Space Jam: A New Legacy
By Tara McNamara,
Common Sense Media Reviewer
Common Sense Media Reviewers
LeBron's Looney Tunes reboot fouls; lots of 'toon violence.
A Lot or a Little?
What you will—and won't—find in this movie.
Your success comes from being yourself. To be great, you've got to put in the work. Teamwork matters. Parents should support their children in exploring their own interests.
Positive Role Models
James is already known as a real-life role model as both an athlete and philanthropist; here, we see him as a loving and caring father who's willing to grow and learn. Live-action characters offer positive Black representations.
Violence & Scariness
Cartoon/slapstick violence without injury: Characters get hit by heavy objects and are blown up, smacked, shocked, etc. Yosemite Sam shoots his pistols at an inanimate object; Marvin the Martian shoots his ray gun. Villain displays mean behavior and holds a child hostage, although the child isn't completely aware that he's being kept away from his family and doesn't perceive that he's in danger. Characters in peril. Goon Squad are humans turned into animated monsters whose bodies and voices are distorted; they may be scary for very young children. Hostile conversation/threats.
Did you know you can flag iffy content? Adjust limits for Violence & Scariness in your kid's entertainment guide.Get started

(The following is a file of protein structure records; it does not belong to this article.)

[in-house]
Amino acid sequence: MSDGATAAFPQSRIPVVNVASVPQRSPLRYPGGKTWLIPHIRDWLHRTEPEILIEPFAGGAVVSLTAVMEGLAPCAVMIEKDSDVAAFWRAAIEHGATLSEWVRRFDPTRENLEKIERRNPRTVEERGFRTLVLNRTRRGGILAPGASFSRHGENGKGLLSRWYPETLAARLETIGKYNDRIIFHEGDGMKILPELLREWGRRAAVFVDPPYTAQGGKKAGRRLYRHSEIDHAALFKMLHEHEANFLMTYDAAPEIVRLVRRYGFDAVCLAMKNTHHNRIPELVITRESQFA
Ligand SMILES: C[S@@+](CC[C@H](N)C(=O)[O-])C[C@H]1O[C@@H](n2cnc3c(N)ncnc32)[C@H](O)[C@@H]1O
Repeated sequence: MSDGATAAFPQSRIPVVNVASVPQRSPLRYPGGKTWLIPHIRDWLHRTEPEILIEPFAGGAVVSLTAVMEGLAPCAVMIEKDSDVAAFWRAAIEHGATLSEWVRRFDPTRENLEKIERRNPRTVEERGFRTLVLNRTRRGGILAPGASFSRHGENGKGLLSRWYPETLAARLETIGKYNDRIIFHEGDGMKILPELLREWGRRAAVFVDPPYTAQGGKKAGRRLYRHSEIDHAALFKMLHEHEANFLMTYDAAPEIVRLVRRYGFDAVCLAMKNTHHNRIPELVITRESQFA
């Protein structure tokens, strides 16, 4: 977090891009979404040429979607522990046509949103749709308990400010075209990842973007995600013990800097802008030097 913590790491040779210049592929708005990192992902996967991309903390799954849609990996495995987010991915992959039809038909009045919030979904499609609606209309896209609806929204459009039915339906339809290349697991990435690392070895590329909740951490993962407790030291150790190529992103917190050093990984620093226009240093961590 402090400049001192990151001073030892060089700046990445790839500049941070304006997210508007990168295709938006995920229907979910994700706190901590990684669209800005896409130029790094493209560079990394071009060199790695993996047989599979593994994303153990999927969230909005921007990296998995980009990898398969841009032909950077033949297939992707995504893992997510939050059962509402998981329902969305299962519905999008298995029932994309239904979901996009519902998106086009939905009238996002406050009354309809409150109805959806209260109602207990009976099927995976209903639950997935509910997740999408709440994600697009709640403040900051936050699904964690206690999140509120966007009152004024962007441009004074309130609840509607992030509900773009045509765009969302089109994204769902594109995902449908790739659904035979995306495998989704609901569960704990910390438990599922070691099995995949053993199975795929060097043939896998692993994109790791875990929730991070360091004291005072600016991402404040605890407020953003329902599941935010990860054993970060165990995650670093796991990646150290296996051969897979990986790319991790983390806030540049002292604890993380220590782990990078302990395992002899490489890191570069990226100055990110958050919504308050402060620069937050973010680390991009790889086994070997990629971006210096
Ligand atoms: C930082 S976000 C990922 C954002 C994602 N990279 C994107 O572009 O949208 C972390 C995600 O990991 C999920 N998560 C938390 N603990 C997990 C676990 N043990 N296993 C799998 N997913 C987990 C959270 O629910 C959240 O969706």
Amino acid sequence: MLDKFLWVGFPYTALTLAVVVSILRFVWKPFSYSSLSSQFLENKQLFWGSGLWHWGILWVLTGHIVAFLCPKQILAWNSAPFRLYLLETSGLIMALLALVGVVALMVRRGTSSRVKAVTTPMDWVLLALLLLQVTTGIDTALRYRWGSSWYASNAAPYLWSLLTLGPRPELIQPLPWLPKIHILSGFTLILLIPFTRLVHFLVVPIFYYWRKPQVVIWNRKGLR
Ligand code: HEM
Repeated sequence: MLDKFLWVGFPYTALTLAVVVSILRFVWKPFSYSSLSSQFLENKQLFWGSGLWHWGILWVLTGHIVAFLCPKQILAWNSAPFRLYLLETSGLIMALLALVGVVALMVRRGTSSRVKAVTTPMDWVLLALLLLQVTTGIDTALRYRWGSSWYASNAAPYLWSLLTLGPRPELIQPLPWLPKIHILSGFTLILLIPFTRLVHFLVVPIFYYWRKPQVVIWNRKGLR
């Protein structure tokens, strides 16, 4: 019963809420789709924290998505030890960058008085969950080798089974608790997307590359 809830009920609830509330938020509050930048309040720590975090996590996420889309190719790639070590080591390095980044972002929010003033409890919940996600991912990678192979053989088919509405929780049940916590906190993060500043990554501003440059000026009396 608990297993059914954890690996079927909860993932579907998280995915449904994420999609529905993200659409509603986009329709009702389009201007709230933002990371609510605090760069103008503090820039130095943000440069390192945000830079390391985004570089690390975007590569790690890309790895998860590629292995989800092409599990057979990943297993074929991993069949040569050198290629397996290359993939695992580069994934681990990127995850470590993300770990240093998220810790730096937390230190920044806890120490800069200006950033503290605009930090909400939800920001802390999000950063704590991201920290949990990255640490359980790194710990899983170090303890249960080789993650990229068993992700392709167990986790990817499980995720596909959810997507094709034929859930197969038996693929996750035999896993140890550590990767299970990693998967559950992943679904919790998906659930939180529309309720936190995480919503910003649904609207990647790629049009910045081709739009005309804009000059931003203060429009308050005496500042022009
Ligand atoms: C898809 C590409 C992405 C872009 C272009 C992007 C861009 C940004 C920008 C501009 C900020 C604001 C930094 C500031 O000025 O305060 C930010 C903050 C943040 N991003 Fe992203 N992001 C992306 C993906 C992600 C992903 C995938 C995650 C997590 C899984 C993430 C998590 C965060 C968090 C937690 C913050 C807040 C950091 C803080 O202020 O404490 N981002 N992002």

A couple of uses of "hell" and an instance of bleeping out a lengthy part of a sentence for comedic effect (the intended foul language is indiscernible). Insulting language includes "dum-dums." Hostile conversation with threats.
Did you know you can flag iffy content? Adjust limits for Language in your kid's entertainment guide.Get started
Products & Purchases
The film is a showcase for Warner Brothers' entertainment catalog. James' longtime sponsor Nike is featured prominently. Red Vines seen. Luxury houses and goods and devices.
Drinking, Drugs & Smoking
Scene in a saloon shows Bugs Bunny drinking carrot juice and acting drunk for the duration of one sentence. Animated character is seen drinking martinis and is called out for doing it frequently.
Did you know you can flag iffy content? Adjust limits for Drinking, Drugs & Smoking in your kid's entertainment guide.Get started
Parents Need to Know